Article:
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Suppose I have a data with two clusters. Suppose further that I cluster the data using, for example, K-means. Then, can I fit a mixture model to each cluster? That is, can I fit a gaussian mixture model to each cluster?

Sometimes the data is known to have 2 classes or clusters, for example, disease data. It contains information of infected and non-infected people. However, researcher still use k-means to cluster the data!! I really do not understand why they do this? Another example, sport data which contains female and male information. So, why we need to cluster then again?

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    $\begingroup$ This sounds contradictory: each cluster should correspond to one Gaussian component, the mixture being appropriate for the entire dataset. $\endgroup$
    – Xi'an
    Commented Jun 28, 2022 at 7:58
  • $\begingroup$ @Xi'an: When running k-means with $k=2$ fixed, depending on the data, the two clusters may well be heterogeneous and non-normal or even corresponding to a Gaussian mixture each. Although I agree that it would in that case be better to fit a mixture to the whole dataset. Note though that there's data with non-normal clusters, and fitting a Gaussian mixture to them will often fit a cluster with several Gaussians. "Each cluster should correspond to a Gaussian component" is often wishful thinking, see link.springer.com/article/10.1007/s11634-010-0058-3 $\endgroup$ Commented Jun 28, 2022 at 13:12
  • $\begingroup$ @Alice: "Then, can I fit a mixture model to each cluster? That is, can I fit a gaussian mixture model to each cluster?" What do you want to achieve with this? $\endgroup$ Commented Jun 28, 2022 at 13:14
  • $\begingroup$ "Sometimes the data is known to have 2 classes or clusters, for example, disease data. It contains information of infected and non-infected people. However, researcher still use k-means to cluster the data!!" There is often more than one meaningful clustering in the data. So even if one grouping is "given", it may be of interest to find others. For example, athletes could be clustered according to their relative performance profile in different sports, and male/female may not have much to do with that, even if this information is in the data. $\endgroup$ Commented Jun 28, 2022 at 13:16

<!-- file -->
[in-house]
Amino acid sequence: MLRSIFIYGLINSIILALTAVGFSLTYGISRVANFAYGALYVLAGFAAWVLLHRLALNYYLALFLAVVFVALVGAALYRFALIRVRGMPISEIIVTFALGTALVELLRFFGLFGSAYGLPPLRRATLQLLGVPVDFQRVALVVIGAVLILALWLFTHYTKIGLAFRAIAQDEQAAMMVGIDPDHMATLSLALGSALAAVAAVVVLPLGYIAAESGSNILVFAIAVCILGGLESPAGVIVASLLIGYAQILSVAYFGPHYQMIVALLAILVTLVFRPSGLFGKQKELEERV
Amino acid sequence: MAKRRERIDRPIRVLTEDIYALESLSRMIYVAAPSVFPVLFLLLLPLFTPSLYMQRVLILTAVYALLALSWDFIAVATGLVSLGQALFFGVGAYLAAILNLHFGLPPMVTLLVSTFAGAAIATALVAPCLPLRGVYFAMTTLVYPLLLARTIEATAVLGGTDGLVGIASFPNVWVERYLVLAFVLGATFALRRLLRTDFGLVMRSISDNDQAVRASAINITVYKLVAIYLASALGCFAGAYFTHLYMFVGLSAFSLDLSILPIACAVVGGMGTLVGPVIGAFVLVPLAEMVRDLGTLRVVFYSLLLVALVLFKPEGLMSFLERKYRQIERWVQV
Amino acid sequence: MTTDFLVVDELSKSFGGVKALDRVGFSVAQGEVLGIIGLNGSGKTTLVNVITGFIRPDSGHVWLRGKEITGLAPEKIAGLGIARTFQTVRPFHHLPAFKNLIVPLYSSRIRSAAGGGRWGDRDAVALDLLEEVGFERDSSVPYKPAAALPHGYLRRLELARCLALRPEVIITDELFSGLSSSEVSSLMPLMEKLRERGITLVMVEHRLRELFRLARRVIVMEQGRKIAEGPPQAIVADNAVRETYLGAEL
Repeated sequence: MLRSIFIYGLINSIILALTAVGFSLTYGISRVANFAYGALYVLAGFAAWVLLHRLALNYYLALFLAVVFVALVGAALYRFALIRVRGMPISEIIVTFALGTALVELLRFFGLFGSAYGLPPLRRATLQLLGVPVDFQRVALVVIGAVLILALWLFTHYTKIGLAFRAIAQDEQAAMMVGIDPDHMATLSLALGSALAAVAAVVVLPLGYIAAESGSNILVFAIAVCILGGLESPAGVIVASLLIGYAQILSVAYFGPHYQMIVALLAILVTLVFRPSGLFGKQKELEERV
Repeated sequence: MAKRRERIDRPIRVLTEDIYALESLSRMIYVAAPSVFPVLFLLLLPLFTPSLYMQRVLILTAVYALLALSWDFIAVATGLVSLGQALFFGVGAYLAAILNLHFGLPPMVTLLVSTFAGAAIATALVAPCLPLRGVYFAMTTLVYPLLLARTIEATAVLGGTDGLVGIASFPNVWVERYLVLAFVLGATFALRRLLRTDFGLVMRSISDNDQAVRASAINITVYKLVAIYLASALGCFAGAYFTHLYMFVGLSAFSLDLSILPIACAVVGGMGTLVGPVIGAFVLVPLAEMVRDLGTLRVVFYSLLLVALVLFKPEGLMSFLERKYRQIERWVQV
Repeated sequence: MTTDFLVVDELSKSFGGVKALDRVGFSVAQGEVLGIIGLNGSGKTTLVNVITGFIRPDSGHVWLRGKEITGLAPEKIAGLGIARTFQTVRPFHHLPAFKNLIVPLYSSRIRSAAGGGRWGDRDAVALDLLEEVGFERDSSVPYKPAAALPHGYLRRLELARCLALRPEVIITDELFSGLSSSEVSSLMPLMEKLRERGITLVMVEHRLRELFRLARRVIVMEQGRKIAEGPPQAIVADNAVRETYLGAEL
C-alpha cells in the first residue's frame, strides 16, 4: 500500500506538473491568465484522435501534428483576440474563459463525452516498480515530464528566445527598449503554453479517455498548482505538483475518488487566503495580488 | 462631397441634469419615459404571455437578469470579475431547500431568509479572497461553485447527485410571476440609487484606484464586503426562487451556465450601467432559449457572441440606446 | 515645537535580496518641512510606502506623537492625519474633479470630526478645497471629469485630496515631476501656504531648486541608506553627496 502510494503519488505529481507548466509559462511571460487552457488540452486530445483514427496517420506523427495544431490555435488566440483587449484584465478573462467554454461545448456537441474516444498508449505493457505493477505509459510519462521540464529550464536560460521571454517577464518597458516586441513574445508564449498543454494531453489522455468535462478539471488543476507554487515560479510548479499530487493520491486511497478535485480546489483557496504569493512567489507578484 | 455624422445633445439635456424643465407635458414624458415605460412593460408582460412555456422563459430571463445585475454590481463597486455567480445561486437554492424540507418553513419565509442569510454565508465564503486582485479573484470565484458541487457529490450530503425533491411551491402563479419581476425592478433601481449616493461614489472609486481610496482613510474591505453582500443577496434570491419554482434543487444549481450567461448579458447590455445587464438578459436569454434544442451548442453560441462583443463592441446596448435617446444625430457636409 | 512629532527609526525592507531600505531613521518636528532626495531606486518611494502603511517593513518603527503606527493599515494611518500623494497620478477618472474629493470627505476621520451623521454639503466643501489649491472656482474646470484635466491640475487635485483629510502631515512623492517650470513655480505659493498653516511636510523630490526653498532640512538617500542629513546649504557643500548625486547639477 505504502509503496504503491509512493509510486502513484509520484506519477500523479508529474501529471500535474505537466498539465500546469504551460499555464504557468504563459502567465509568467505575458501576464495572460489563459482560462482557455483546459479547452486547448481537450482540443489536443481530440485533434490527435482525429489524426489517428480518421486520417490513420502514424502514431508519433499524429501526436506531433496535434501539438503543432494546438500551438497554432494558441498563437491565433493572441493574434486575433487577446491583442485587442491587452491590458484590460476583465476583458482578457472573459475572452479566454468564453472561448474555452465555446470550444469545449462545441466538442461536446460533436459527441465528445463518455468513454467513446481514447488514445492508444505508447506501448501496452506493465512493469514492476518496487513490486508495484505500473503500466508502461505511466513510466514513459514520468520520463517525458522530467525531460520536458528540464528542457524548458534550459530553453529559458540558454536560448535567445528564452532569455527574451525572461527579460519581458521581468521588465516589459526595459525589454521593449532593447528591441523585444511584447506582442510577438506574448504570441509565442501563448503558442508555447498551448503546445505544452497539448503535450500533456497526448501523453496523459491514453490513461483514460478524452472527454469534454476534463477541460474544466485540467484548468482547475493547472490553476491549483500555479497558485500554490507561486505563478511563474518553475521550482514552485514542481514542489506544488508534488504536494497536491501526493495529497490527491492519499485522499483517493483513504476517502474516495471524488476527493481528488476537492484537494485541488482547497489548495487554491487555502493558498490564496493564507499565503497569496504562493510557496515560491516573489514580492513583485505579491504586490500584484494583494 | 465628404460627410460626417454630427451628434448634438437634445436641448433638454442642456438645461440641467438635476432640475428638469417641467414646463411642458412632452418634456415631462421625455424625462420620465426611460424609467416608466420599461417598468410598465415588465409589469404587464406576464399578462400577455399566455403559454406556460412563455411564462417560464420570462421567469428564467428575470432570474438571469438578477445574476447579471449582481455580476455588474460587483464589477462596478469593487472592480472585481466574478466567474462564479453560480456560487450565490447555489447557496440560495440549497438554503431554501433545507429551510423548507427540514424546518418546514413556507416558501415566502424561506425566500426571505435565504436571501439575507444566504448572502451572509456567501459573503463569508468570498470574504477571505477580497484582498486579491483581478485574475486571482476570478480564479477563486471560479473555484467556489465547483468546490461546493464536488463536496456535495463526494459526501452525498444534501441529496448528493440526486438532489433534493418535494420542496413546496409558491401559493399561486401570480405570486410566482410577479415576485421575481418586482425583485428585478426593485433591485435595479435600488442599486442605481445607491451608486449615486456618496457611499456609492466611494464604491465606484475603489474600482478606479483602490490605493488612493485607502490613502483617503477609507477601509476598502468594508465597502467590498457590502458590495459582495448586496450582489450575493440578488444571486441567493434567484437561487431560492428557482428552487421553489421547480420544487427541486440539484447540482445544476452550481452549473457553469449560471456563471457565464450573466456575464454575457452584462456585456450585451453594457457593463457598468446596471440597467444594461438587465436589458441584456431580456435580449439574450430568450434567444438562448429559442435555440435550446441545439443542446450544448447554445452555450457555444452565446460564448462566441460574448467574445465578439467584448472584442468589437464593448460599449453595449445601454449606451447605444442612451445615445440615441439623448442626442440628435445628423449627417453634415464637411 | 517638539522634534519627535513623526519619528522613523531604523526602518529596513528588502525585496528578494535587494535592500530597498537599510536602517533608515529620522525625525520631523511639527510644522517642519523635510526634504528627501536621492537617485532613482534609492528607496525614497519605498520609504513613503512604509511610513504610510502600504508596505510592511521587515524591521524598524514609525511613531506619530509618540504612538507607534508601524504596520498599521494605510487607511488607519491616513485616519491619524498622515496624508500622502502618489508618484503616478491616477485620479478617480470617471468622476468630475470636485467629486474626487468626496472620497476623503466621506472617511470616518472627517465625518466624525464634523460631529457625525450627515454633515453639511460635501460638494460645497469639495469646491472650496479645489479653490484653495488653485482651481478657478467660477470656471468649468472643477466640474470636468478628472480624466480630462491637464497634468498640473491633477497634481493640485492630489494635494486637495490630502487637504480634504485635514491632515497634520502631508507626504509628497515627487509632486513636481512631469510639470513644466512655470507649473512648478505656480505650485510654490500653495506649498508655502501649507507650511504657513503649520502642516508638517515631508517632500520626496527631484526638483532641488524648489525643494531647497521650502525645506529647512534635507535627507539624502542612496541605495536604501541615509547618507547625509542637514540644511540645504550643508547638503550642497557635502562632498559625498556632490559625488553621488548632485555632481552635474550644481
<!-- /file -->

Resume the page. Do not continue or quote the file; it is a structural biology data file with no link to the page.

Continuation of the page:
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    $\begingroup$ OK, I made an answer out of the key points. $\endgroup$ Commented Jun 28, 2022 at 14:01

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(1) "Suppose I have a data with two clusters. Suppose further that I cluster the data using, for example, K-means. Then, can I fit a mixture model to each cluster? That is, can I fit a gaussian mixture model to each cluster?" You can, but in most cases this will not be very good. It is true that many real clusters are not Gaussian, and it is possible to model them with a (for example) unimodal mixture of Gaussians, see, e.g.,

C. Hennig (2010) Methods for merging Gaussian mixture components. Advances in Data Analysis and Classification 4, 3-34. https://link.springer.com/article/10.1007/s11634-010-0058-3 (There is some more work by others on this problem.)

However, in that case, $K$-means with $K$ being the number of true clusters (if known) is not a good starting point, as there is no guarantee that the $K$-means clusters align well with the true ones, and there are good reasons to expect that often they won't. There is some work that starts from $K$-means with very large $K$ and then merges clusters though, see

Melnykov, V., Michael, S. Clustering Large Datasets by Merging K-Means Solutions. J Classif 37, 97–123 (2020). https://doi.org/10.1007/s00357-019-09314-8

(2) "Sometimes the data is known to have 2 classes or clusters, for example, disease data. It contains information of infected and non-infected people. However, researcher still use k-means to cluster the data!!" There is often more than one meaningful clustering in the data. So even if one grouping is "given", it may be of interest to find others. For example, athletes could be clustered according to their relative performance profile in different sports, and male/female may not have much to do with that, even if this information is in the data.

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